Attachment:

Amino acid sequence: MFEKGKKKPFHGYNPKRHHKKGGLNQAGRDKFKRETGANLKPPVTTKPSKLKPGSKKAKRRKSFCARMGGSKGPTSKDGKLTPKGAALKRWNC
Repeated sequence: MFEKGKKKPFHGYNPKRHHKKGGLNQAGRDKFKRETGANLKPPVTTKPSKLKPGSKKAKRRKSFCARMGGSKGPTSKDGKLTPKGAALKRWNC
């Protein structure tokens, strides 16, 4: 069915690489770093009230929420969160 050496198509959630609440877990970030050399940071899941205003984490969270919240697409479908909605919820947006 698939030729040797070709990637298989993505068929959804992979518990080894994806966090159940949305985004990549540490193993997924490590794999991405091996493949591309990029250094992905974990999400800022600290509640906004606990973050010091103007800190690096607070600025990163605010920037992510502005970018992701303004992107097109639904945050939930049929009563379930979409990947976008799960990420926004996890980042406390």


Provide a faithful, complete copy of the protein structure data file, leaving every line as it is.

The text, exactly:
Amino acid sequence: MFEKGKKKPFHGYNPKRHHKKGGLNQAGRDKFKRETGANLKPPVTTKPSKLKPGSKKAKRRKSFCARMGGSKGPTSKDGKLTPKGAALKRWNC
Repeated sequence: MFEKGKKKPFHGYNPKRHHKKGGLNQAGRDKFKRETGANLKPPVTTKPSKLKPGSKKAKRRKSFCARMGGSKGPTSKDGKLTPKGAALKRWNC
């Protein structure tokens, strides 16, 4: 069915690489770093009230929420969160 050496198509959630609440877990970030050399940071899941205003984490969270919240697409479908909605919820947006 698939030729040797070709990637298989993505068929959804992979518990080894994806966090159940949305985004990549540490193993997924490590794999991405091996493949591309990029250094992905974990999400800022600290509640906004606990973050010091103007800190690096607070600025990163605010920037992510502005970018992701303004992107097109639904945050939930049929009563379930979409990947976008799960990420926004996890980042406390």